It’s Time to Talk About Alcohol Denat
Why this common cosmetic ingredient deserves a second look before getting a spot in your routine
Posted on January 28, 2020 Written by: 100% PURE ®
Hold up – there’s alcohol in this? Depending on what we’re talking about, that could be a good thing. But in this case, we’re turning a microscope on skin care and everything we know about alcohol denat.
Turns out, there’s a sneaky alcohol lurking in most of our mainstream beauty products and we didn’t even know it: denatured alcohol, or alcohol denat. Alcohol denat isn’t a filler or a fluff ingredient; it actually has a purpose in cosmetic products. The problem is that this ingredient can come with quite a few downsides that are, simply put, deal breakers for us.
Here’s the lowdown on this common ingredient and why we’re keeping it far away from our skin.
Let’s rewind a little – what exactly is alcohol denat? Denatured alcohol is commonly used in skin care to ensure formula stability, emulsify ingredients, enhance skin absorption, or to preserve the product.
This obviously means that in some cases, alcohol denat is crucial to the performance of the product. While we wholeheartedly agree that all of these elements are important in terms of creating a quality skin care product, we also happen to know that there are alternative ingredients that are better for our skin.
The rub is, at its most basic function alcohol denat goes against everything healthy skin wants and needs. What our skin wants and needs is a healthy acid mantle, hydration, some native oils for moisture and protection, and overall balance.
Now here comes denatured alcohol, sucking the hydration right out of us and leaving skin vulnerable and exposed. We’re talking about visible skin irritation, enhanced signs of aging, and increased likelihood of a breakout.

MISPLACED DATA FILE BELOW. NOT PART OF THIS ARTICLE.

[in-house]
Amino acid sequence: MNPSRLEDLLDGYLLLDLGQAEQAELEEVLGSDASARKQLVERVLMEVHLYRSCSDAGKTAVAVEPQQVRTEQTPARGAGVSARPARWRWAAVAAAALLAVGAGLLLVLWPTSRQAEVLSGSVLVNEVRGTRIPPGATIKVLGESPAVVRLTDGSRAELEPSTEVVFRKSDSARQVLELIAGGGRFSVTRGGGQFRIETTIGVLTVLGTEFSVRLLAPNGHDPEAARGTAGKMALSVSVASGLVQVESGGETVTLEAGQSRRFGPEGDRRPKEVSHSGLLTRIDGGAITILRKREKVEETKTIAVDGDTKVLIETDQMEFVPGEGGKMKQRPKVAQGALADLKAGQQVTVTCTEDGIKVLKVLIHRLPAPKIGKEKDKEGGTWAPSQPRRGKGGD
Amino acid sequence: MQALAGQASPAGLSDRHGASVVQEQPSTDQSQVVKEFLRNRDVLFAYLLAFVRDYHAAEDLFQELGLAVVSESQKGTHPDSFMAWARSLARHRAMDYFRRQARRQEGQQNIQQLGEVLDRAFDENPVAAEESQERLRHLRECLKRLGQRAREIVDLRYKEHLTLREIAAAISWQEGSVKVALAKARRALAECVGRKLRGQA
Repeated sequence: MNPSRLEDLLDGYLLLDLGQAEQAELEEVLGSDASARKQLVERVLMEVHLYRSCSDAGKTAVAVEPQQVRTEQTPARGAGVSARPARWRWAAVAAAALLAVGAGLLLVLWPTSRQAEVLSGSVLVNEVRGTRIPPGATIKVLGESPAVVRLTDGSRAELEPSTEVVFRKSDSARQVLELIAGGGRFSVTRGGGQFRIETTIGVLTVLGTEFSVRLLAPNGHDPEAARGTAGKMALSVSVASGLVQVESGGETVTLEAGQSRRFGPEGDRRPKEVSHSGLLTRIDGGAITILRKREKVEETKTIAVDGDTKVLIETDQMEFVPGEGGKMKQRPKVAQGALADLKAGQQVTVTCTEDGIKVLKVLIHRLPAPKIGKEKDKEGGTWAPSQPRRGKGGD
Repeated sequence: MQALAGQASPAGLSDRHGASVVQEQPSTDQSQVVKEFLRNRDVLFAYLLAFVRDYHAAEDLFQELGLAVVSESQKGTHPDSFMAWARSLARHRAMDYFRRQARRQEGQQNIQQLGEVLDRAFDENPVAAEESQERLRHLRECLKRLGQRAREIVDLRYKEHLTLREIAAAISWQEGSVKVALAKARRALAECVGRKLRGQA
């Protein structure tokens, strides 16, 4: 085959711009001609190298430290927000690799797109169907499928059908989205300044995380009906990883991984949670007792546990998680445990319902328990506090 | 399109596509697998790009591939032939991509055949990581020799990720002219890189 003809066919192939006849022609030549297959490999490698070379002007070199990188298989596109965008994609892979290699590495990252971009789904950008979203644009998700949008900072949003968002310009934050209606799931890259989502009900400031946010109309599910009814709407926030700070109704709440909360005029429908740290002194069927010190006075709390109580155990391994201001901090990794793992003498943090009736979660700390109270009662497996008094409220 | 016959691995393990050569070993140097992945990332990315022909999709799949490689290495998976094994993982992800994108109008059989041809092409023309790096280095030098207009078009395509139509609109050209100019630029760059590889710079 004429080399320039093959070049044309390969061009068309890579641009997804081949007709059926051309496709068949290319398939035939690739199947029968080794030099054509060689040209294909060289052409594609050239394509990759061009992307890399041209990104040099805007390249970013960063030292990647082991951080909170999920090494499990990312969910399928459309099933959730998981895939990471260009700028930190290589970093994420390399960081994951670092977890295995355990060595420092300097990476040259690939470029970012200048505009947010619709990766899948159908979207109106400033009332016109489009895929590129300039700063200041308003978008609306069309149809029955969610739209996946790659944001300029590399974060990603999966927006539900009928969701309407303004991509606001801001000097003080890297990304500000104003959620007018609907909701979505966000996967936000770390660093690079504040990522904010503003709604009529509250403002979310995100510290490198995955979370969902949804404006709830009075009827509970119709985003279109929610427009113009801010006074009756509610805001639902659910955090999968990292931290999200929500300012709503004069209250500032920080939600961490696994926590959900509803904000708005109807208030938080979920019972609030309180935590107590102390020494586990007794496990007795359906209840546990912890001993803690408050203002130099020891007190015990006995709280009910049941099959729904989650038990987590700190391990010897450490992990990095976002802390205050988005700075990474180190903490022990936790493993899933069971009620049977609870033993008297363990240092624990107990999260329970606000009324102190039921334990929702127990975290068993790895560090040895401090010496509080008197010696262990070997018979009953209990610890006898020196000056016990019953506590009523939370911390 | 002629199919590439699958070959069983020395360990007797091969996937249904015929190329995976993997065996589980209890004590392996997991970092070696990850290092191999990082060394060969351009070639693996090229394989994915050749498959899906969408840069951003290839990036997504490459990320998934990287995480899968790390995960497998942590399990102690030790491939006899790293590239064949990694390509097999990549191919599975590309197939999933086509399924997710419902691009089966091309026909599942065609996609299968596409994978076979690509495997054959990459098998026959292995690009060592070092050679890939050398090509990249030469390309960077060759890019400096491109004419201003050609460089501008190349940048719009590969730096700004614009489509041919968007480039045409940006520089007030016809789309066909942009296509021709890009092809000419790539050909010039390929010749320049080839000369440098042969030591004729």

Alcohol Denat for your skin type
If you thought that news was bad, here’s what’s worse: depending on your skin type, denatured alcohol could be even more harmful. Oily skin, for example, is already working at an imbalance; either your skin is predisposed to excess oil secretion, or an external element is creating this surplus of sebum.
Denatured alcohol further swings the balance by communicating to our skin that we *need* more oil, that something is causing us to dry out and to send oil to our rescue. Over time, oil sticks around and turns into a blackhead or blemish and before you know it, we’re using more clarifying products to try and restore our skin, all the while putting at risk for a recurring breakout.
Is dry skin your concern? If so, you’ve probably already experienced the drying and irritating effects of alcohol firsthand. Outdated toners and astringents feature tons of alcohol, burning and irritating the skin on contact. Using alcohol denat can cause flaking, irritation, and other complexion issues.
While any skin type experiences breakouts, dry skin is at a particular risk. Not only is dry skin in a perpetual subtle state of irritation, but dead surface skin is more common and is very likely to clog pores. Particularly dry skin that has been recently exposed to alcohol is essentially primed to better receive acne causing bacteria.
Since our skin is always working to achieve balance, something that is as severely drying as denatured alcohol is certainly not going to help. Once our skin is in a chronically dry state, it is really hard to restore that sebum balance – especially if alcohol denat is still lurking in some of our skin care products.
Despite the antibacterial and textural benefits of alcohol denat, we think these side effects are worse!
Remember how we shrieked at the thought of alcohol in cosmetics, and worried that it couldn’t be good for our skin? Plot twist: some alcohols in skin care are actually safe! It turns out that certain types of alcohol are perfectly upstanding members of the skin care community.
Many types of alcohol can be naturally derived. You might see these labeled as cetyl alcohol or stearyl alcohol, for example. These will often be coconut oil based, or derived from other vegetable oils. They’re especially useful as emulsifiers, a component that helps to properly blend and balance all the ingredients in a formula.
What we’ve learned is to look at ingredient placement on product labels. Most ingredients are listed in descending order from highest concentration down to least concentration, up to a point. The most important rule of all is to listen to your skin. The way our skin reacts and behaves is the best indicator of if a product works for us or not, and ultimately, we have to be comfortable in our own skin.
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